Alcohol, localism and the post-bureaucratic age


Cameron is planning once more to get tough on cheap booze. The Conservative’s have yet to give any clear policies on this matter, but a minimum price for alcohol might well be on the agenda.

Drinking alcohol and getting drunk are of course not problems in and of themselves. However, the antisocial side of its effects are best dealt with through the devolution of political powers to local levels. Sadly localism comes with its own problems, but short of the privatization of all land and the natural creation of contract-based communities, at present there might be no politically realistic alternative. With more representation and varying policies at the local level, people will have a greater say over where and how they live. Alcohol can flow to where it is most readily appreciated. This transfer of power should be done contemporaneously with an end to the national taxation of alcohol and a hefty reduction in centrally dictated regulations.

As for the more serious cases of alcoholism, once again the centralised state and politics does not have the answers. Regulations and prohibitions will not solve the underlying causes of people’s decent into alcoholism. Salvation ultimately comes from the strength of the individual and the support of institutions predating the modern state: family, friends and charity. And despite the Ian Duncan Smith’s constant calls through CSJ for the state to support these institutions, much better would be to leave them alone to flourish as they did prior to the massive extension of the state.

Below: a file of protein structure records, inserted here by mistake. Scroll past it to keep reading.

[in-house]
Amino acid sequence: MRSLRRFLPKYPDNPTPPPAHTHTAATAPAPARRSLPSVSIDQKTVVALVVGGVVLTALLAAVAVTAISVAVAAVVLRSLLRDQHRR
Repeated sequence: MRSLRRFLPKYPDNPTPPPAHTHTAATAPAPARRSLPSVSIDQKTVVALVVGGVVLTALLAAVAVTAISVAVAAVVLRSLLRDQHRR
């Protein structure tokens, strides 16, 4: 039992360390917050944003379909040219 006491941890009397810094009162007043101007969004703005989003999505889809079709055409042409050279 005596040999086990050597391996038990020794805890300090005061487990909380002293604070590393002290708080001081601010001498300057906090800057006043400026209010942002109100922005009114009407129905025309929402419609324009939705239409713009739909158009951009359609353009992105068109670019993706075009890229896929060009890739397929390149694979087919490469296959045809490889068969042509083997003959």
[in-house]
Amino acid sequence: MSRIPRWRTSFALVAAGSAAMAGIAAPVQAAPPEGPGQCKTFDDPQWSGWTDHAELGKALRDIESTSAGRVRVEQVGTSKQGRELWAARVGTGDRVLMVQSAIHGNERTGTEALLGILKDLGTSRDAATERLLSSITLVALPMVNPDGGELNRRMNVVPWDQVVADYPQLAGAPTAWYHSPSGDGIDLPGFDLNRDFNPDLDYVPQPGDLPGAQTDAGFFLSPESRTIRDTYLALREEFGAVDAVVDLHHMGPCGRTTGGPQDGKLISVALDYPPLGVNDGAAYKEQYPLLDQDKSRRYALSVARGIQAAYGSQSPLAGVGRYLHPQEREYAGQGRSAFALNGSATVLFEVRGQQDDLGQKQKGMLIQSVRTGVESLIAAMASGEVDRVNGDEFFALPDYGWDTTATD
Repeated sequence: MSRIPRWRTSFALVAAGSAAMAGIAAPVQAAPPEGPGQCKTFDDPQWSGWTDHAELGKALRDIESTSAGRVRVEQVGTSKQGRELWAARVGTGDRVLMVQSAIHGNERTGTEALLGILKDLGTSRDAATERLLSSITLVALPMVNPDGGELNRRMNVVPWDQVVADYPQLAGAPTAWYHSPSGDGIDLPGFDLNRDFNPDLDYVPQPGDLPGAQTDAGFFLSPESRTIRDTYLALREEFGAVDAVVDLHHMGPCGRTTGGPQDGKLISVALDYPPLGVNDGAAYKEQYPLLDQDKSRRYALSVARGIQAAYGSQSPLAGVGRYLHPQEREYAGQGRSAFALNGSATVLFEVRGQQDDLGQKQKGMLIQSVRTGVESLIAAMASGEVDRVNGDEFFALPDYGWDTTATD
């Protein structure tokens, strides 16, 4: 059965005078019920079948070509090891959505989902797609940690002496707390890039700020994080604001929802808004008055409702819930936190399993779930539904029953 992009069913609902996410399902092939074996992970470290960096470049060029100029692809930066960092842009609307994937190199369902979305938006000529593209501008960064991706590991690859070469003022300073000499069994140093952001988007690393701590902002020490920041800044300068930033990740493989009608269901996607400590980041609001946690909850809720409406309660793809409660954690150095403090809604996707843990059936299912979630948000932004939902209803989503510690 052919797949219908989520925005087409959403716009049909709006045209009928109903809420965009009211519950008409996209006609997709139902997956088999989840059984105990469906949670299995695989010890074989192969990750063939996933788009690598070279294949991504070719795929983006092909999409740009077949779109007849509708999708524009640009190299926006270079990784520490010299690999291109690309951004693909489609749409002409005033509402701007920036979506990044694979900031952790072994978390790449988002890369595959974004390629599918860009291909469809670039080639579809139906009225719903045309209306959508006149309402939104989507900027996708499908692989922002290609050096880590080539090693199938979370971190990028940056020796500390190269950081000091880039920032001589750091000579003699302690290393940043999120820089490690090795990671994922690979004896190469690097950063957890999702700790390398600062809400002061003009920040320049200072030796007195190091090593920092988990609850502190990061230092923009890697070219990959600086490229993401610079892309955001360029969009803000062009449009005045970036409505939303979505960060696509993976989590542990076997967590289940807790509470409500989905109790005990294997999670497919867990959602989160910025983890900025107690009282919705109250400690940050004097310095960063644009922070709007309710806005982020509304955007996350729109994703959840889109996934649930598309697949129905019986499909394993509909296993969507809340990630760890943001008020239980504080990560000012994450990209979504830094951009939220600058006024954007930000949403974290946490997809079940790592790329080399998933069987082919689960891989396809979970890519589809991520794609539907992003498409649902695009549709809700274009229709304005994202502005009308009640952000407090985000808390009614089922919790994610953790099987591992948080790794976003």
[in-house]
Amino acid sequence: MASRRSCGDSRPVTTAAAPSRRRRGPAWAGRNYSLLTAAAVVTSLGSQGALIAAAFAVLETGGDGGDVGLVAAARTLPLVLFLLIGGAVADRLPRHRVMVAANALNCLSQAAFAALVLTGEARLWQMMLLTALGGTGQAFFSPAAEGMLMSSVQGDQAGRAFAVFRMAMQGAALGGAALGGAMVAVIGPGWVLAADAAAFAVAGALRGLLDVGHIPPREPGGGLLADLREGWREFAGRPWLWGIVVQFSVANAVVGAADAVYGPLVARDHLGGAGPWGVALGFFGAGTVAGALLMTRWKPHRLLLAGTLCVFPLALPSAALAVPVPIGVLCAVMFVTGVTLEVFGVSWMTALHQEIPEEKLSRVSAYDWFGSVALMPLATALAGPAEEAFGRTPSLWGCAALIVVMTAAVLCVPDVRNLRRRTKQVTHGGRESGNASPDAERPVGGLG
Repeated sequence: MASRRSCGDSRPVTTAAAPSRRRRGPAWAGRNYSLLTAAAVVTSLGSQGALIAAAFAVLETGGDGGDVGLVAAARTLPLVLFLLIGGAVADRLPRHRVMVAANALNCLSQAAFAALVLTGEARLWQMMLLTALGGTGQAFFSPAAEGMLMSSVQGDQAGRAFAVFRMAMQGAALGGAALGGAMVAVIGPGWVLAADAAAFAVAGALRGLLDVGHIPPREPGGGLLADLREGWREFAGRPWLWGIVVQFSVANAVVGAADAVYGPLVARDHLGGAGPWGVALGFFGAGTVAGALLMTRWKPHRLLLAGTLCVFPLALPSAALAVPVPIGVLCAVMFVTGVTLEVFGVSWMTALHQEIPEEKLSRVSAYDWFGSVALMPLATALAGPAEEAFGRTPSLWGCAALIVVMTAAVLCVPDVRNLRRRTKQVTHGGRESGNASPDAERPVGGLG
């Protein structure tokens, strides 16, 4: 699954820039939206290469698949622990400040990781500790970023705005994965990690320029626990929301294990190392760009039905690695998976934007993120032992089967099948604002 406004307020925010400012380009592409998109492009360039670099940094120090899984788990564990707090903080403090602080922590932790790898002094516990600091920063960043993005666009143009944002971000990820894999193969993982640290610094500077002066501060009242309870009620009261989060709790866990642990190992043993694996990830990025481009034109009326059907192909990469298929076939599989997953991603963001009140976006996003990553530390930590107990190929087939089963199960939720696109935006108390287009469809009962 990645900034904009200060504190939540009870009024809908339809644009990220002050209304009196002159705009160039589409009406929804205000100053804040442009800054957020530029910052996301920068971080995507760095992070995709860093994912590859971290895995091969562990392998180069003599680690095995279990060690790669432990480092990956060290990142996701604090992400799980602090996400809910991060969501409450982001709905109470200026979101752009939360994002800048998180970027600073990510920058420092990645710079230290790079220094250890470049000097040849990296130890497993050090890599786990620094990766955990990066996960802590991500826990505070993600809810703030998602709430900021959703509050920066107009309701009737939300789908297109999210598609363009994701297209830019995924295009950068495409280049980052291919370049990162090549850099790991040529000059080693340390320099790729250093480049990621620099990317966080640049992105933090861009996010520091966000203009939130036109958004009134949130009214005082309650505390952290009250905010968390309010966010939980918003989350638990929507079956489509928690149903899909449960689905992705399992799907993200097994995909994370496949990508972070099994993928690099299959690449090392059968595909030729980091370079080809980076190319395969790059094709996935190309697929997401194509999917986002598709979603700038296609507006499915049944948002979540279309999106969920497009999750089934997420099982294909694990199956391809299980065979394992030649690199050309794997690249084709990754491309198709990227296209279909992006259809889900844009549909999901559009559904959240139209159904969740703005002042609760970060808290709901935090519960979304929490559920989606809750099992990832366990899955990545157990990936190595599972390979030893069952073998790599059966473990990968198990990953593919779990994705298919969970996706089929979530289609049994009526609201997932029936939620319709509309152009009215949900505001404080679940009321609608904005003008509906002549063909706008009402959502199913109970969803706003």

A minimum price for alcohol is hardly in the spirit of the post-bureaucratic age Cameron is so keen to promote. And this is ultimately the problem with this vision; he has has not signed up to the reduction of the central state that is essential if localism is to be anything more than another control upon our lives. A skeleton central government as the defender of our freedoms and local governments as the many and varied expressions of the will of the community could and should be the practical reality of Cameron’s post-bureaucratic age.

This would be no small revolution, and a serious blow to collectivism. Of course there are solid arguments that this does not go far enough, but in reality, it would be more than we can currently expect.